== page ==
You pass what’s rhetorically termed ‘Iron Gate’ with fairly flying colors. You then plan ahead for your next goal of shaping your career and enroll in one of the finest colleges affiliated to the most renowned university of Nepal. You dream of having your graduation photo with the brightest of smiles juxtaposed to the ones of your parents and siblings. However holding the convocation certificate in your hand sans any graduation ceremony, the feeling can be rather bitter. Many of the recent graduates from Tribhuvan University share the same sentiments as for the past two years TU hasn’t been able to conduct its graduation ceremony. For many others, graduation ceremony is a memorable event with the black robe and graduation hat full of festivities and proud moments. But for the ones like me and others, it’s been acerb as you are left hunting for photo studio in vain hopes of finding the graduation robe for hire and your photo frame in the family’s graduates’ list is left vacant.
It goes without a doubt that TU is one of the oldest and finest universities of Nepal and has boasted of earning recognition among the elite universities of South Asia. Indeed TU has succeeded in producing fine intellectuals and laureates who are contributing in various sectors of the country but it has still failed to address its management issue. It isn’t much of a surprise however when there is dearth of proper management felt in national level. But it doesn’t really take a rocket scientist to start simplifying everyday tasks that eventually add up to the whole bigger picture of proper management, does it?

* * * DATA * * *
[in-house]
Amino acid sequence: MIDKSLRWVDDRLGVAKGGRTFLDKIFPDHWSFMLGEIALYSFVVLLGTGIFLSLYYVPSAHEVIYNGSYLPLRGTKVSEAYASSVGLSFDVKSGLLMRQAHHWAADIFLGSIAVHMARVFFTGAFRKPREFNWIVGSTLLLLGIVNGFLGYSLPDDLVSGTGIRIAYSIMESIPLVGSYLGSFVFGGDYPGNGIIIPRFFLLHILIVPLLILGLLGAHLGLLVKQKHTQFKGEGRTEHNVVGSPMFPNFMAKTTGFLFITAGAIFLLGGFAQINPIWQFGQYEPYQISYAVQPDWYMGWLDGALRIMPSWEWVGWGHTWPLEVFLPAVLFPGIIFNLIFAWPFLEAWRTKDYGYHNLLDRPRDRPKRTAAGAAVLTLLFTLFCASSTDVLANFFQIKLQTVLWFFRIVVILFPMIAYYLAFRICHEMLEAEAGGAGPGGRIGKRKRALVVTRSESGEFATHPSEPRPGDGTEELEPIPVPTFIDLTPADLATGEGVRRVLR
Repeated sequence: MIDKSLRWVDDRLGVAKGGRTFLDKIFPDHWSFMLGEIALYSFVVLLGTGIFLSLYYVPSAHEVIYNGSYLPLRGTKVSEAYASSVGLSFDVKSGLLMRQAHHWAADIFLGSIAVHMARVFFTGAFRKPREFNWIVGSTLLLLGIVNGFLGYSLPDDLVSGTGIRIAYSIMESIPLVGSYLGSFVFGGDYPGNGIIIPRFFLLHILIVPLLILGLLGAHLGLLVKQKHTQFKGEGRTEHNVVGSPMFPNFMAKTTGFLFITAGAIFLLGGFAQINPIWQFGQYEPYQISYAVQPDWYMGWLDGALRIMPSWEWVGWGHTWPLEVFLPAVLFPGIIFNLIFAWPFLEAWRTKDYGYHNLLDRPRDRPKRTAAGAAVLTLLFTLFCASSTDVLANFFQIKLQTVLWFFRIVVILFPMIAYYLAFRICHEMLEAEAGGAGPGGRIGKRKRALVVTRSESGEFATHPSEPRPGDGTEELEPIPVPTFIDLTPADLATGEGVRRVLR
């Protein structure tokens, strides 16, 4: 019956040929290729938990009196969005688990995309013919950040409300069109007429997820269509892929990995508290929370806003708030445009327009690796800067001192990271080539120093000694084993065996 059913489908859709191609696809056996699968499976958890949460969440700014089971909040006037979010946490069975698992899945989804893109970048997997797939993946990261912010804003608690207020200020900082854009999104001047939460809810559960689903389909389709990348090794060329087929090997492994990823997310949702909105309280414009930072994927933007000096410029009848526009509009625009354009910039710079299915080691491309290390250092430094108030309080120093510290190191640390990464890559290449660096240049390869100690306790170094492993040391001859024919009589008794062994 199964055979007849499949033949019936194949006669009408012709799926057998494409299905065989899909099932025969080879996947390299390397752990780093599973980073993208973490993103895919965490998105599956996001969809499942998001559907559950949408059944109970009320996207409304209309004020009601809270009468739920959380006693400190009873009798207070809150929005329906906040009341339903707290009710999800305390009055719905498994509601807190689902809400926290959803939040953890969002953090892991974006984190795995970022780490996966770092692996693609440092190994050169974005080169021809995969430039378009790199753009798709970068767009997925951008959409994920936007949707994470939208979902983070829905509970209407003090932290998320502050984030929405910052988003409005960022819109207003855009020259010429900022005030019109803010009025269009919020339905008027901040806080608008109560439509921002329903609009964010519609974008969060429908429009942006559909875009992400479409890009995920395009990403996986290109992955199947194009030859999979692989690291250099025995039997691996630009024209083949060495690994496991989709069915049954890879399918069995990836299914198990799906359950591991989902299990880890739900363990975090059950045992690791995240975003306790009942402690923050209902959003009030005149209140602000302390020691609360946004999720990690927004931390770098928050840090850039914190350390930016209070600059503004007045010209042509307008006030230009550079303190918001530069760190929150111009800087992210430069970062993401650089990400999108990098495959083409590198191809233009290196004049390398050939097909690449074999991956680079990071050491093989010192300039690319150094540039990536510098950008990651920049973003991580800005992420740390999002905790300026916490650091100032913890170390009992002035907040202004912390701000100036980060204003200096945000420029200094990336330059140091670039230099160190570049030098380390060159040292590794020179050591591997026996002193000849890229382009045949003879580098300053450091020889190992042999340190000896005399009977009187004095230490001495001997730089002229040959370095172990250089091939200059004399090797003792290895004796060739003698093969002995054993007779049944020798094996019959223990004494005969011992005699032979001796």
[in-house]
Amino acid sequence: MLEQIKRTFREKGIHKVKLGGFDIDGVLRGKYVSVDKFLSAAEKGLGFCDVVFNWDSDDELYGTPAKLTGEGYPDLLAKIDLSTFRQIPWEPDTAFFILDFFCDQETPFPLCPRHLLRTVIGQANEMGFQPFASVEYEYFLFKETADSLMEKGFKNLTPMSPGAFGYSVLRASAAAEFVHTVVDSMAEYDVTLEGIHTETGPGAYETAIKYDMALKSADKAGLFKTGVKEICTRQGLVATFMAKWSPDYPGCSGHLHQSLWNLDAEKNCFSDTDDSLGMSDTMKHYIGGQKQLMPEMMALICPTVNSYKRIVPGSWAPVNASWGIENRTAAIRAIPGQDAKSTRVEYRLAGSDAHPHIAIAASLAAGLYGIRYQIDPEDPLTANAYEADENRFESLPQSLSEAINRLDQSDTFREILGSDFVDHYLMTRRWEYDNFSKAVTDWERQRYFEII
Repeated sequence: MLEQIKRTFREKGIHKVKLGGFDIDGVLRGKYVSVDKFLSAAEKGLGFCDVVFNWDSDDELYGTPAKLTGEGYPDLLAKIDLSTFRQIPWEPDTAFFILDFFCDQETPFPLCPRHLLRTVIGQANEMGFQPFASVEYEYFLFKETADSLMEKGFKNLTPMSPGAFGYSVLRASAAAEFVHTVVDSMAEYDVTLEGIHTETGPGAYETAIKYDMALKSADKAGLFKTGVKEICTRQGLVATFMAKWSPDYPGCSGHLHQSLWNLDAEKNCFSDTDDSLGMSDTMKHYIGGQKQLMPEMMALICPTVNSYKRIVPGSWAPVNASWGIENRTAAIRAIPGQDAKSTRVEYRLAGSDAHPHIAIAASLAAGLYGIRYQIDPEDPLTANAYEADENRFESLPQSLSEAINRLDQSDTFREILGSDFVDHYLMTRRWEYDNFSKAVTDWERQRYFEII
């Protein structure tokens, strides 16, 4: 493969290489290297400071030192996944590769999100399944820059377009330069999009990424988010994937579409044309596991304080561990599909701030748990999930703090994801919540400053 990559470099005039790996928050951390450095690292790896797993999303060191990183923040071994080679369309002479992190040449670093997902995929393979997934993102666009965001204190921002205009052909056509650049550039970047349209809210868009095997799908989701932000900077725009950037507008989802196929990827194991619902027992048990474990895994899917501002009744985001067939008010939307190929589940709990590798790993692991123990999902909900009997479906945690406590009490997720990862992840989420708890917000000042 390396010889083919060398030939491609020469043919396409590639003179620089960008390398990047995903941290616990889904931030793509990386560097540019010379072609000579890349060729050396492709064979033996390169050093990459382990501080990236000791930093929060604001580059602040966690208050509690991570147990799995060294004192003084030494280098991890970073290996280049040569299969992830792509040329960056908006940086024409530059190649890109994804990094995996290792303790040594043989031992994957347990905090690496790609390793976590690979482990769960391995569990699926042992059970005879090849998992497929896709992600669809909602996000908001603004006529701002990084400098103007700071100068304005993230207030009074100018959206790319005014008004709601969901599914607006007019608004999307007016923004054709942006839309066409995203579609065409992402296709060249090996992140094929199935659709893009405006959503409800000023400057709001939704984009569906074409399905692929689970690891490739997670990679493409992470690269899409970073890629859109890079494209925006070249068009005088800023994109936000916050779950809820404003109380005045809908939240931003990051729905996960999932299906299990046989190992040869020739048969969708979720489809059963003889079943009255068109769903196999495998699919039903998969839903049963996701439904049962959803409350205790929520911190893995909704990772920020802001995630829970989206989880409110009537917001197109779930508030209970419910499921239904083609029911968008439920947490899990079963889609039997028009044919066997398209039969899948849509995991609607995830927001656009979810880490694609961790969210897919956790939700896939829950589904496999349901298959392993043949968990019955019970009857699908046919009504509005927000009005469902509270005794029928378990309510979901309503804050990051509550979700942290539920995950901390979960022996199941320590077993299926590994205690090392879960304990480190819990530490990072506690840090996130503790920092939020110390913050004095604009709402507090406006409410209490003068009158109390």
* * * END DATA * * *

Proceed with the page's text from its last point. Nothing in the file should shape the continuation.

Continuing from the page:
It now draws me back to the convocation ceremony reference I made earlier. Considering the current situation of the country where there is hopelessness and helplessness everyway you turn, I was at least content to get hold of my convocation certificate. However the ordeal one has to go through for it is pretty frustrating and suffice to say, anyone who has had to go to TU administration office at Balkhu can completely relate. The first thing that strikes you when you enter the vast TU premises at Balkhu is that there is not even a single information board anywhere in the vicinity. Even if you manage to get direction from ever moody TU staffs, you still find yourself going round in circles because everything looks so similar, every door, every corner, every window looks the same as if you are in a maze. The least you want to do is find your way back to the staff and irk him again asking for detailed direction.
Exasperated, you think, at least they could’ve painted the buildings in different colors to differentiate or at least they could have colored ribbon on the floor leading to respective doors and the staffs just would require telling us to follow the line. Even simpler (discarding rather absurd ones just stated), they could just have number plates on each door and a board at the entrance with the details of different departments and assigned number. Or they could just have arrows with directions! It again doesn’t really take a rocket scientist to solve it but it is definitely enough to drive you towards insanity when you go on in circles in the TU premises trying to land in front of the desired door. Things ‘are’ and ‘can’ be made simple, you end up contemplating.